BUDAPEST, Hungary — Hundreds of thousands of people attended a reburial ceremony today for Imre Nagy, the leader of the 1956 anti-Soviet revolt who was executed and buried in an unmarked grave.
The ceremony for Nagy and four colleagues in Heroes' Square amounted to a catharsis for Hungary and mirrored remarkably swift political changes. For example, the ruling Communist Party, which is following the Soviet Union's lead in adopting political reforms, began talks this week with opposition leaders on holding multiparty elections.
After the ceremony in the square, a motorcade took the coffins to Rakoskert Cemetery in suburban Budapest, where Nagy and the others were reburied in marked graves on the same spot where in 1958 their bodies were dumped in unmarked graves after their executions.
"We see this day as a dividing line, which we hope will mean we can begin to build a new and free Hungary," said Andras Kaplar, a member of the opposition Hungarian Democratic Forum.
Praise From U.S.
In Washington, the State Department praised the reburial. "We see the rehabilitation" of Nagy "as part of a larger process, that of Hungary coming to grips with the truth of its past," spokeswoman Margaret Tutwiler said.
Mourners filled the square in Budapest and filed past the coffins, where 650 wreaths from across Hungary were piled up. Many people came to today's ceremony bearing flowers and wearing lapel pins with portraits of Nagy or the national colors.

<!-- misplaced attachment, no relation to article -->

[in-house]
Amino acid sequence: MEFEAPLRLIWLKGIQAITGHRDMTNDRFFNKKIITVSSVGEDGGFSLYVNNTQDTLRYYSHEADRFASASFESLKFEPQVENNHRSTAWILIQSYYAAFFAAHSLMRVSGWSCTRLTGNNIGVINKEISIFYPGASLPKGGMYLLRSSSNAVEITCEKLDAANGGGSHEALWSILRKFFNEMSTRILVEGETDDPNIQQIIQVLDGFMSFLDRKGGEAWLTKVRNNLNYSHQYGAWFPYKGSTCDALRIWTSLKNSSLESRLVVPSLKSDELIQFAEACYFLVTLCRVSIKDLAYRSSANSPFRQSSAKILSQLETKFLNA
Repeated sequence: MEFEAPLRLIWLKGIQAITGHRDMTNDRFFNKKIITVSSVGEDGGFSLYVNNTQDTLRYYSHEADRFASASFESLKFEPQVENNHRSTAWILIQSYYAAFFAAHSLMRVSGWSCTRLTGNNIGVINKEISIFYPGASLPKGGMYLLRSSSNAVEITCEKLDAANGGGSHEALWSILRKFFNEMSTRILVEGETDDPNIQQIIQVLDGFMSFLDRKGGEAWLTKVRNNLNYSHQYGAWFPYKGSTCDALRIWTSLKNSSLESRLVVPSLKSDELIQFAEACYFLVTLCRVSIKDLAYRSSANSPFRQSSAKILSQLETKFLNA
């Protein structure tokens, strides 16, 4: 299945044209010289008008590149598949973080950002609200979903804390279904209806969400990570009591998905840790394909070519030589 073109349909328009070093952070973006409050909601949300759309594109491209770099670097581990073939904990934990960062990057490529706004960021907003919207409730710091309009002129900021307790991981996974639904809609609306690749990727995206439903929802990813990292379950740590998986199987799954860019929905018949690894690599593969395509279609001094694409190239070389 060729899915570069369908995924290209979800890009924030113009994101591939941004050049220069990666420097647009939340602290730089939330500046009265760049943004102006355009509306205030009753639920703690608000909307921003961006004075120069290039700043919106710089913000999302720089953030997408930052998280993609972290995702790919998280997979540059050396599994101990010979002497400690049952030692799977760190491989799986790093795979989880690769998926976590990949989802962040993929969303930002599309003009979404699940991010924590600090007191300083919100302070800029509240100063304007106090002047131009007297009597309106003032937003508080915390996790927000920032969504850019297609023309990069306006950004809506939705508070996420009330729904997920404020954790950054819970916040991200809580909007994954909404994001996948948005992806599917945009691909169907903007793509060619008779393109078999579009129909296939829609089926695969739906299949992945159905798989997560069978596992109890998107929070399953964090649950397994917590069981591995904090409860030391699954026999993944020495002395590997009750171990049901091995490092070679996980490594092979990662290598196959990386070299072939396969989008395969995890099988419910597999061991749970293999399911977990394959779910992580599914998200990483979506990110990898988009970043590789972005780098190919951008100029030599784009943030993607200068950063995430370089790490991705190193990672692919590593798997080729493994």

A sixth, empty coffin lay beside the five others. It symbolized all those who were killed by Soviet tanks and troops that crushed the revolt and by later reprisals. The names and biographies of 250 young Hungarians executed after the revolt were solemnly read.
The mourners, estimated by Hungarian television at 250,000, included many of Hungary's leading intellectuals, hundreds of former prisoners in Stalinist camps and one-time leaders of the failed revolt for a free Hungary.
A delegation of the Communist-led government headed by Premier Miklos Nemeth was among those paying their respects.
Italian Socialist leader Bettino Craxi, U.S. Ambassador Mark Palmer and diplomats from the Soviet Union and almost all other nations with embassies in Budapest attended the ceremony.
However, Romania, Albania and North Korea declined to send diplomats. China, in the throes of its own crackdown, also did not send a representative.
Reburied along with Nagy were his defense minister, Pal Maleter; his minister of state, Geza Losonczy; the head of his secretariat, Jozsef Szilagyi, and journalist and close Nagy associate Miklos Gimes.